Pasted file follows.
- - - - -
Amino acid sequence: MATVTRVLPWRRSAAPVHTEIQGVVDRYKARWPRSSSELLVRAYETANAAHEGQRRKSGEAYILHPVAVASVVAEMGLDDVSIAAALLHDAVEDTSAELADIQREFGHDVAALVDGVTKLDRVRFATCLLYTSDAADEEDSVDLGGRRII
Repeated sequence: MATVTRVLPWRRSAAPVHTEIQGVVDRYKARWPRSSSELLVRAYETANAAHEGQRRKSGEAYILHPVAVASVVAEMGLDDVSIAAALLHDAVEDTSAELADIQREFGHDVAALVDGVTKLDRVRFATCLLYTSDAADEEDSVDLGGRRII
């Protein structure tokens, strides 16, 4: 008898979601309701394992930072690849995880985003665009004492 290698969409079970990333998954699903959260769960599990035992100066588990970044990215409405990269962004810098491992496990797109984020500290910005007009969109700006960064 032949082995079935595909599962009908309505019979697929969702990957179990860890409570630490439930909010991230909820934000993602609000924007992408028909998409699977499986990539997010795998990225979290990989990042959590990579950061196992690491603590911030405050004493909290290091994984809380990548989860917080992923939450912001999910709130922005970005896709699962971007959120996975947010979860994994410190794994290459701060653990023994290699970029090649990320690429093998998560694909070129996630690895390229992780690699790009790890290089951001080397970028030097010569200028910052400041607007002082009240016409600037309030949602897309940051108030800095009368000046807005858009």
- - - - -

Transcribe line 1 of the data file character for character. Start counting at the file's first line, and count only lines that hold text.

Amino acid sequence: MATVTRVLPWRRSAAPVHTEIQGVVDRYKARWPRSSSELLVRAYETANAAHEGQRRKSGEAYILHPVAVASVVAEMGLDDVSIAAALLHDAVEDTSAELADIQREFGHDVAALVDGVTKLDRVRFATCLLYTSDAADEEDSVDLGGRRII